Welp, we've been wrestling with the HD storage issue for several days now, and there is no consensus over what storage solution is "best" for long-term/high capacity/ archival storage of HD material.
I've been using RH-10 (some Hong-Kong mfg's model number for these generic removable bays, widely available through local computer shows, screwdriver shops, and geek/gadget websites) type removable drive bays for about 4 years now, with no issues. I power down the system before pulling the drive out and putting in another. If you set your mobo BIOS to "Auto detect" the hard drives, you can swap out a 20Gb for a 45GB or 80GB, and the motherboard will auto-set the drive parameters. Assuming you swap only one drive at a time, the drive letter will remain the same- it's as if you are simply changing floppy disks!
Win98SE probably handles hot swapping hard drives (fully powered up on the Win desktop) better than Win95 did. I still power down my system to be safe, as munging the FAT32X table on a filled 60GB+ hard drive is not a cool thing to do. There are ~$80-$100 hot-swap certified hard disk drive bays out there, which probably require the installation of included driver software to ensure safe hot-swaps, but I still would power down my system with them anyways. Therefore, I stick with the low cost generic swap bays, as they perform just as well if you don't want to hot-swap.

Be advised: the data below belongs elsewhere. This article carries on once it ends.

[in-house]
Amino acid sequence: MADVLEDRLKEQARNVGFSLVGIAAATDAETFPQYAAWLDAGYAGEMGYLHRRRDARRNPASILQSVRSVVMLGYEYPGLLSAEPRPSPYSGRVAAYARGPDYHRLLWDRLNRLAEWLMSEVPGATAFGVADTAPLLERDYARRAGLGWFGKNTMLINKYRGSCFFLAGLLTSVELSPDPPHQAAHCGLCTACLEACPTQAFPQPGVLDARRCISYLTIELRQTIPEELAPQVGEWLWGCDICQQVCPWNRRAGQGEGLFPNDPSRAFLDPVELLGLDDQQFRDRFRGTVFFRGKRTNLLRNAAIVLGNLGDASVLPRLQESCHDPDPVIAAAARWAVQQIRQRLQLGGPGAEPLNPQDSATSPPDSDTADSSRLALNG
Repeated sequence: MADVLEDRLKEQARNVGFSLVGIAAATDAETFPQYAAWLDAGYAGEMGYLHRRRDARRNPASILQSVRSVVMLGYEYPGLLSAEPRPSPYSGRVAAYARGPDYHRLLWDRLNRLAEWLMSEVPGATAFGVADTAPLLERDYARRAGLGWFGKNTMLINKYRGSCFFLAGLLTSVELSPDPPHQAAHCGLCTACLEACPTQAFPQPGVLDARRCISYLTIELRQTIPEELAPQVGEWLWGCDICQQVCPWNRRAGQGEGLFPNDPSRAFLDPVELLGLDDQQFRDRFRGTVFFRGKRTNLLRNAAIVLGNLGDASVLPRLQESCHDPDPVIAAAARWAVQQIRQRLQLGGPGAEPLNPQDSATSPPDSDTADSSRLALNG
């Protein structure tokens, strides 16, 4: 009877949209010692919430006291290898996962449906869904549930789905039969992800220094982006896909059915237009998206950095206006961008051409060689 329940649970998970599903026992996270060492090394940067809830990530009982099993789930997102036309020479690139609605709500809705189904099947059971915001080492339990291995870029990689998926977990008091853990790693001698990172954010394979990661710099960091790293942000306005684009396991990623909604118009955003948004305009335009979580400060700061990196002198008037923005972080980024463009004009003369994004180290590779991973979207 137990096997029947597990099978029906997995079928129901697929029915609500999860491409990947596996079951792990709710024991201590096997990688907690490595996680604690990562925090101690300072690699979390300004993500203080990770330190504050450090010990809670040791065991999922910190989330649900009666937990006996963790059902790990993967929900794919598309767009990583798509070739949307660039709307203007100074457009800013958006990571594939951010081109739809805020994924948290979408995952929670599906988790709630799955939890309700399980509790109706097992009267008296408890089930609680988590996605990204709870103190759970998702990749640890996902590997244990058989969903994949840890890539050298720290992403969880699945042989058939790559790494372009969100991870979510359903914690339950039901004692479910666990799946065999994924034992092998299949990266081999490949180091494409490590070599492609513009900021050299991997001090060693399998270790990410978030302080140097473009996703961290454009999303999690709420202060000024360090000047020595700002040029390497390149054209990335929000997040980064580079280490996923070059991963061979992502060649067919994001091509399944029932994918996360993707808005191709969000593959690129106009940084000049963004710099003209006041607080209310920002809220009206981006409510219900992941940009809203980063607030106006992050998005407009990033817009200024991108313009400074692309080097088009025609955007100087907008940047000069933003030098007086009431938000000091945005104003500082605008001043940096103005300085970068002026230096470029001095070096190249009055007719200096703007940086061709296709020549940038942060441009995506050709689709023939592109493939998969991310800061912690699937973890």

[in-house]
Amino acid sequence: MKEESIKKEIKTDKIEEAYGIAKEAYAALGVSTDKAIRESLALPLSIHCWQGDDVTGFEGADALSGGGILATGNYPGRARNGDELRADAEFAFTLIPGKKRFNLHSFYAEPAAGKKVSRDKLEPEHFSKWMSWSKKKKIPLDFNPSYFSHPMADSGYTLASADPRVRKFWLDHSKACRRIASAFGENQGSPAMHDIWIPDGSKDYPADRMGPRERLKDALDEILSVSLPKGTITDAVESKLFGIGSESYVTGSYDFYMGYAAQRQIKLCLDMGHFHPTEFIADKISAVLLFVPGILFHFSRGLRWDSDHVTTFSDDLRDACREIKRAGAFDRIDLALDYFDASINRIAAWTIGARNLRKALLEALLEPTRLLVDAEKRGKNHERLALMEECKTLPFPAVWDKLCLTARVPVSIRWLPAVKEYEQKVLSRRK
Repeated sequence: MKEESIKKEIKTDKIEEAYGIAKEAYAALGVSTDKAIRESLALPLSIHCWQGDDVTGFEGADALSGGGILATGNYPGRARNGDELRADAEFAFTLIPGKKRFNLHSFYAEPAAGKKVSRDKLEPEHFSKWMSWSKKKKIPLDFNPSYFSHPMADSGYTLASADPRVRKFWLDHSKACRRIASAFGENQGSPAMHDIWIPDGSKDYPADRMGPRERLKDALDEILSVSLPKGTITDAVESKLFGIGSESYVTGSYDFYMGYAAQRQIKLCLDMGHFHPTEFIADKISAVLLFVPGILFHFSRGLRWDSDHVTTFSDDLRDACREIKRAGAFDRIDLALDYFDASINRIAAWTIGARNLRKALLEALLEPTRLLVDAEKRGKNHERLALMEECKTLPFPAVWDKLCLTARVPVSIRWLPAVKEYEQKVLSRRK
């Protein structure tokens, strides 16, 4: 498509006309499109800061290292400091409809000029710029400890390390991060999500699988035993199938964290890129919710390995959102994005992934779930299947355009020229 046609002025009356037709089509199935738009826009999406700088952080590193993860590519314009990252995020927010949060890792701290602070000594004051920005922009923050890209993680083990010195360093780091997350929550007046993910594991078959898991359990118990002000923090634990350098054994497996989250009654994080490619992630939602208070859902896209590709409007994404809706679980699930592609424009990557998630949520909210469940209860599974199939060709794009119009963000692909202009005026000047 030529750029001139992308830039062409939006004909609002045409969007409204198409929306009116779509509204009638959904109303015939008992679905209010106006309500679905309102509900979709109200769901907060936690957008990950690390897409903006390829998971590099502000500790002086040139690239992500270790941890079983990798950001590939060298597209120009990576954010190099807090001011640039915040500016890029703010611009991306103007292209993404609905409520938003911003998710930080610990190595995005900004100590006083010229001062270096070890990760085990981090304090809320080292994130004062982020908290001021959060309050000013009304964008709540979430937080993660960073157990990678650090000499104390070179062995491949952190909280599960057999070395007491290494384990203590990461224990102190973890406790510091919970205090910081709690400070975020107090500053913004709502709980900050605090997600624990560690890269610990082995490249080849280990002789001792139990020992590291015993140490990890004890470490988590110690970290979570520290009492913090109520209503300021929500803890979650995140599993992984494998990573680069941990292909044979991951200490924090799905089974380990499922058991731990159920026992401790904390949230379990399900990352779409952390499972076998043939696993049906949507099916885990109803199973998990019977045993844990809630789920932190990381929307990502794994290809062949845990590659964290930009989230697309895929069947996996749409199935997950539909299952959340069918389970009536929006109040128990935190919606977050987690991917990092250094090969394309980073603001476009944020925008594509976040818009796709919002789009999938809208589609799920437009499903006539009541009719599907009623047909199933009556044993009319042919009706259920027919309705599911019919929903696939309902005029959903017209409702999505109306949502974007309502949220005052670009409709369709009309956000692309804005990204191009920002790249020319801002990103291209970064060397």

I have done the following recently with external SCSI hard disks (old 2GB-10GB drives lying around): power down an external drive attached to a 2940UW card; detach drive from external SCSI cable; re-attach another SCSI HD; power up new drive; Right click My Computer => Properties => Device manager => Refresh. The new drive will come up fine, as if connected at powerup!
If a new drive letter is needed, it is automatically assigned the next available letter.
The latest RH-10 swap bays I've gotten acually have the drive power routed through the drive cartridge locking switch (the keylock that locks the drive cartridge to the drive bay holder, the part that stays in the computer). So, when you turn the switch with the included key, the IDE drive is powered down. I'm assuming that using the procedure above with the SCSI hard drives, an IDE drive would probably come up fine as well if I replaced it in the bay with the latest power-switched RH-10's. I haven't tested it yet- maybe the BIOS needs to be informed of the swap for IDE drives (?). The driver software that comes with the expensive hot-swap bays probably just automate the file-closing/Refresh procedure.
Any other users of hot-swap bays out there? Opinions on brands/problems/etc?
Yes, my initials Really Are R-G-B!